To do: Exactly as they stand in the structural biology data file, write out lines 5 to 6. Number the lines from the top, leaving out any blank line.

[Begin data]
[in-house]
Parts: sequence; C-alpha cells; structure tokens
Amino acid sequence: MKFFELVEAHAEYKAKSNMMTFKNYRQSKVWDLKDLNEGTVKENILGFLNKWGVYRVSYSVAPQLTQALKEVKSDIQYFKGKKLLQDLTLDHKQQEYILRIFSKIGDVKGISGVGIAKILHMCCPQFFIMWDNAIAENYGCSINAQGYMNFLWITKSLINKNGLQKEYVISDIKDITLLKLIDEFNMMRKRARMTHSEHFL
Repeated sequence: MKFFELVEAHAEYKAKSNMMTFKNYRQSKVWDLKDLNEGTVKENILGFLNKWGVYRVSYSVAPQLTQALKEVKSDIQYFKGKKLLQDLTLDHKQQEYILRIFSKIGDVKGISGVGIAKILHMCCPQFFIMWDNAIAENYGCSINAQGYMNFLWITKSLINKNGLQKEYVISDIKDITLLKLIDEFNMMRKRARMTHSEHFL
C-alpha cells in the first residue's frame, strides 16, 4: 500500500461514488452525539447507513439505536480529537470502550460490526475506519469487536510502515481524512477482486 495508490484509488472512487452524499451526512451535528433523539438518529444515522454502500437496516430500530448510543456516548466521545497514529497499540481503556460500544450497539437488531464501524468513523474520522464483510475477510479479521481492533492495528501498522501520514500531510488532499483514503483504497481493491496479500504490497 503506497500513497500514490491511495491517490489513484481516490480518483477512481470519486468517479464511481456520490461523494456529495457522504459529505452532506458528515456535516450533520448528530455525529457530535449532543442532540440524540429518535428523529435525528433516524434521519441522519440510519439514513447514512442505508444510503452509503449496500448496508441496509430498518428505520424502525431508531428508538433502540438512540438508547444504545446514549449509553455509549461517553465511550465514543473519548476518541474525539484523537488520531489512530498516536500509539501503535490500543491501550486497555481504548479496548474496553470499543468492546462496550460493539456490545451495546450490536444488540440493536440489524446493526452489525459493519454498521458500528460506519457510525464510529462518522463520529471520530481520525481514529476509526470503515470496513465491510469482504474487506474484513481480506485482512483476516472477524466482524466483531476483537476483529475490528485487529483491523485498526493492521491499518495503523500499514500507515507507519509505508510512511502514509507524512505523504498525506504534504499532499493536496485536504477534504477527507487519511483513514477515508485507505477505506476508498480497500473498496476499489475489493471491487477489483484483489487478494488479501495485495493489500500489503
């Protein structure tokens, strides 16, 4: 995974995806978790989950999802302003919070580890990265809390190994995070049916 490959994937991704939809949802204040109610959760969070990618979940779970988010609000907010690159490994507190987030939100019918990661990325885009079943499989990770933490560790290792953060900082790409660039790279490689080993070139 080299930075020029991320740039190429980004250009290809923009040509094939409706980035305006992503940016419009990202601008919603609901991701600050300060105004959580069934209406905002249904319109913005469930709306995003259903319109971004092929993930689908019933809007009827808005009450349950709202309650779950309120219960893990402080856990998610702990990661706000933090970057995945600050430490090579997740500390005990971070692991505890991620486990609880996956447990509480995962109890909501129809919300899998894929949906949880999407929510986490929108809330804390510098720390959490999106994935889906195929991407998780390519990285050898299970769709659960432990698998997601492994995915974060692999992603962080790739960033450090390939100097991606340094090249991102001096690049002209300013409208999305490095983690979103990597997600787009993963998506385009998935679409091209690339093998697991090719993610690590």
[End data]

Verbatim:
C-alpha cells in the first residue's frame, strides 16, 4: 500500500461514488452525539447507513439505536480529537470502550460490526475506519469487536510502515481524512477482486 495508490484509488472512487452524499451526512451535528433523539438518529444515522454502500437496516430500530448510543456516548466521545497514529497499540481503556460500544450497539437488531464501524468513523474520522464483510475477510479479521481492533492495528501498522501520514500531510488532499483514503483504497481493491496479500504490497 503506497500513497500514490491511495491517490489513484481516490480518483477512481470519486468517479464511481456520490461523494456529495457522504459529505452532506458528515456535516450533520448528530455525529457530535449532543442532540440524540429518535428523529435525528433516524434521519441522519440510519439514513447514512442505508444510503452509503449496500448496508441496509430498518428505520424502525431508531428508538433502540438512540438508547444504545446514549449509553455509549461517553465511550465514543473519548476518541474525539484523537488520531489512530498516536500509539501503535490500543491501550486497555481504548479496548474496553470499543468492546462496550460493539456490545451495546450490536444488540440493536440489524446493526452489525459493519454498521458500528460506519457510525464510529462518522463520529471520530481520525481514529476509526470503515470496513465491510469482504474487506474484513481480506485482512483476516472477524466482524466483531476483537476483529475490528485487529483491523485498526493492521491499518495503523500499514500507515507507519509505508510512511502514509507524512505523504498525506504534504499532499493536496485536504477534504477527507487519511483513514477515508485507505477505506476508498480497500473498496476499489475489493471491487477489483484483489487478494488479501495485495493489500500489503
């Protein structure tokens, strides 16, 4: 995974995806978790989950999802302003919070580890990265809390190994995070049916 490959994937991704939809949802204040109610959760969070990618979940779970988010609000907010690159490994507190987030939100019918990661990325885009079943499989990770933490560790290792953060900082790409660039790279490689080993070139 080299930075020029991320740039190429980004250009290809923009040509094939409706980035305006992503940016419009990202601008919603609901991701600050300060105004959580069934209406905002249904319109913005469930709306995003259903319109971004092929993930689908019933809007009827808005009450349950709202309650779950309120219960893990402080856990998610702990990661706000933090970057995945600050430490090579997740500390005990971070692991505890991620486990609880996956447990509480995962109890909501129809919300899998894929949906949880999407929510986490929108809330804390510098720390959490999106994935889906195929991407998780390519990285050898299970769709659960432990698998997601492994995915974060692999992603962080790739960033450090390939100097991606340094090249991102001096690049002209300013409208999305490095983690979103990597997600787009993963998506385009998935679409091209690339093998697991090719993610690590």